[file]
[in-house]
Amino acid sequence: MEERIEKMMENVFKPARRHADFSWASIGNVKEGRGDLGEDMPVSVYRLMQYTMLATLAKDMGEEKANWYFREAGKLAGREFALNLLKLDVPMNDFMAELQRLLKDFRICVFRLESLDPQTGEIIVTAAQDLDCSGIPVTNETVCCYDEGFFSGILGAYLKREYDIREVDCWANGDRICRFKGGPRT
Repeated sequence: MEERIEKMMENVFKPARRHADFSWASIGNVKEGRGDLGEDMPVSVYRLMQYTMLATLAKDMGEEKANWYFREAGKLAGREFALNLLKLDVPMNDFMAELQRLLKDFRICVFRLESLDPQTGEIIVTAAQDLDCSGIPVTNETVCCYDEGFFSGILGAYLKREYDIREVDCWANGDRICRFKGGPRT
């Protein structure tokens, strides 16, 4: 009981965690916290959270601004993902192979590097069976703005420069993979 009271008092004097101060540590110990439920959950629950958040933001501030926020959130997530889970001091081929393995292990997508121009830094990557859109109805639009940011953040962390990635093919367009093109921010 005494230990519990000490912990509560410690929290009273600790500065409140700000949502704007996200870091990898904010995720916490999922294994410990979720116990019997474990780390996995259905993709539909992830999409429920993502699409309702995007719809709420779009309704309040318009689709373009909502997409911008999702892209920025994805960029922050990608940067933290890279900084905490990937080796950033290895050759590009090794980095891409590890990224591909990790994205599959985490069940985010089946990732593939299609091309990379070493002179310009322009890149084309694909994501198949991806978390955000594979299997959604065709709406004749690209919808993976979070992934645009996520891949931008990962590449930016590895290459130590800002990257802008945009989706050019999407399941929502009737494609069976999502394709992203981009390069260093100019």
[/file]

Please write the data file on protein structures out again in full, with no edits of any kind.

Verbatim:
[in-house]
Amino acid sequence: MEERIEKMMENVFKPARRHADFSWASIGNVKEGRGDLGEDMPVSVYRLMQYTMLATLAKDMGEEKANWYFREAGKLAGREFALNLLKLDVPMNDFMAELQRLLKDFRICVFRLESLDPQTGEIIVTAAQDLDCSGIPVTNETVCCYDEGFFSGILGAYLKREYDIREVDCWANGDRICRFKGGPRT
Repeated sequence: MEERIEKMMENVFKPARRHADFSWASIGNVKEGRGDLGEDMPVSVYRLMQYTMLATLAKDMGEEKANWYFREAGKLAGREFALNLLKLDVPMNDFMAELQRLLKDFRICVFRLESLDPQTGEIIVTAAQDLDCSGIPVTNETVCCYDEGFFSGILGAYLKREYDIREVDCWANGDRICRFKGGPRT
């Protein structure tokens, strides 16, 4: 009981965690916290959270601004993902192979590097069976703005420069993979 009271008092004097101060540590110990439920959950629950958040933001501030926020959130997530889970001091081929393995292990997508121009830094990557859109109805639009940011953040962390990635093919367009093109921010 005494230990519990000490912990509560410690929290009273600790500065409140700000949502704007996200870091990898904010995720916490999922294994410990979720116990019997474990780390996995259905993709539909992830999409429920993502699409309702995007719809709420779009309704309040318009689709373009909502997409911008999702892209920025994805960029922050990608940067933290890279900084905490990937080796950033290895050759590009090794980095891409590890990224591909990790994205599959985490069940985010089946990732593939299609091309990379070493002179310009322009890149084309694909994501198949991806978390955000594979299997959604065709709406004749690209919808993976979070992934645009996520891949931008990962590449930016590895290459130590800002990257802008945009989706050019999407399941929502009737494609069976999502394709992203981009390069260093100019």